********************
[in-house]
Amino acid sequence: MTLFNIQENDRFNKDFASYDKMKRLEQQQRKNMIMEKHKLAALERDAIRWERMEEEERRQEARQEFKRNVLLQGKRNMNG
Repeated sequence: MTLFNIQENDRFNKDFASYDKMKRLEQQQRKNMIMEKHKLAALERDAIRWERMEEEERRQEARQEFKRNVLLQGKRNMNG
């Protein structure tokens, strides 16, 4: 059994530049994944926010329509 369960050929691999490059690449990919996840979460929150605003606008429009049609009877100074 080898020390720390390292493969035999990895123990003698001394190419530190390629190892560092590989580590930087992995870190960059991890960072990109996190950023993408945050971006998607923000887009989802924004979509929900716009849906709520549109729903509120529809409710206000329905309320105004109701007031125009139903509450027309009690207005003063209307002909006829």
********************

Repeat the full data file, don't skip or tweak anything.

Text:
[in-house]
Amino acid sequence: MTLFNIQENDRFNKDFASYDKMKRLEQQQRKNMIMEKHKLAALERDAIRWERMEEEERRQEARQEFKRNVLLQGKRNMNG
Repeated sequence: MTLFNIQENDRFNKDFASYDKMKRLEQQQRKNMIMEKHKLAALERDAIRWERMEEEERRQEARQEFKRNVLLQGKRNMNG
């Protein structure tokens, strides 16, 4: 059994530049994944926010329509 369960050929691999490059690449990919996840979460929150605003606008429009049609009877100074 080898020390720390390292493969035999990895123990003698001394190419530190390629190892560092590989580590930087992995870190960059991890960072990109996190950023993408945050971006998607923000887009989802924004979509929900716009849906709520549109729903509120529809409710206000329905309320105004109701007031125009139903509450027309009690207005003063209307002909006829």